Concerts and recordings became rarer from 1977. Their last recording of the Mendelssohn Trio No. 2 was made on July 19 and 20 in 1979. According to Istomin and Rose, it was one of the greatest achievements of their discography. They had also recorded Mozart’s Trio K. 502, but the tape was lost by Columbia. In January and February 1980, they made their last major tour (twelve concerts throughout the United States) which ended at the Kennedy Center and Carnegie Hall. Although the halls were sold out each time and the reception from the audiences rapturous, the reviews were mixed. The New York Times praised their “effervescent way” and their “authority” but regretted the “severe intonation problems” of Stern and Rose. They were subsequently scheduled to participate together in a Brahms Festival in Detroit in April but Rose, who had broken his bow arm, had to be replaced by Paul Tortelier.
During the last years of the Trio’s existence, there were also three very moving moments, three tributes to figures who had been very important to the members of the Trio and who had passed away. In January 1978, Istomin, Stern and Rose played the Andante from the Schubert Trio in B flat major for Hubert Humphrey’s funeral in Washington. In May 1982, the Trio played the first movement of Brahms’ Trio in B major in homage to Abe Fortas, the former Supreme Court judge who had been a staunch defender of music and the arts. Their ultimate appearance together was in the ceremony marking the 20th anniversary of Kennedy’s death on November 22, 1983. Once again, they performed the Andante from the B flat major Trio by Schubert. This was a touching symbol of the end of their adventure. Leonard Rose was already ill at the time and was to die less than a year later from leukemia. On November 27, 1985, Istomin and Stern participated in the tribute concert organized by the Juilliard School, where Rose had taught so many young cellists.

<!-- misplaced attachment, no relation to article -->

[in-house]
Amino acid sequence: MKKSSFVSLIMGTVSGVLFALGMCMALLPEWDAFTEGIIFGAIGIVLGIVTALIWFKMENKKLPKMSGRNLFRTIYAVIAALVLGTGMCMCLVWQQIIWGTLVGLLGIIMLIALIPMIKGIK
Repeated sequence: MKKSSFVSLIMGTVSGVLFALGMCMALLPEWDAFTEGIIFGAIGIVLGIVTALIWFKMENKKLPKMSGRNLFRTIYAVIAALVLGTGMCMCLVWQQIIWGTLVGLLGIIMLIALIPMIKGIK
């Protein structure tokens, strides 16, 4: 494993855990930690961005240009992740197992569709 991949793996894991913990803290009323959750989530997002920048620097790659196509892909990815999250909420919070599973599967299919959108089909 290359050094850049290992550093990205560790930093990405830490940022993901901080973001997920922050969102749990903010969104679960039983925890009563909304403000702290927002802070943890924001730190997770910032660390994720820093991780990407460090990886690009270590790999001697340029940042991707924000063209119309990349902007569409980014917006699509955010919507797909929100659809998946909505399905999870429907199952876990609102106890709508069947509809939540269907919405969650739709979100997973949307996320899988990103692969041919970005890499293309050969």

Stern and Istomin had just completed the recording of the complete Beethoven Violin Sonatas. Stern suggested that they continue playing trios with another cellist, but Istomin refused. Stern, who was still eager to play and record chamber music, turned to the younger generation, while remaining in the same musical family: Yo-Yo Ma had been Rose’s student, while Emanuel Ax and Yefim Bronfman had studied with Istomin. He did not play trios often and recorded only one – the Shostakovich Op. 67, a work which he had never performed with Istomin and Rose – but he enjoyed collaborating in concerts and in numerous recording projects, ranging from sonatas (Mozart, Brahms, Bartók) and piano quartets (Mozart, Beethoven, Brahms, Fauré), to string quintets and sextets. As for Istomin, he performed chamber music only on special occasions, notably at the Evian Festival. It was there, in 1990, for Stern’s 70th birthday, that he agreed to play a trio one last time: the Archduke with Stern and Rostropovich.
Mendelssohn. Trio No. 2 in C minor Op. 66, first movement (Allegro energico e con fuoco). Eugene Istomin. Isaac Stern. Leonard Rose. Recorded for Columbia in July 1979. The last recording of the Trio Istomin-Stern-Rose and Istomin’s all-time favorite.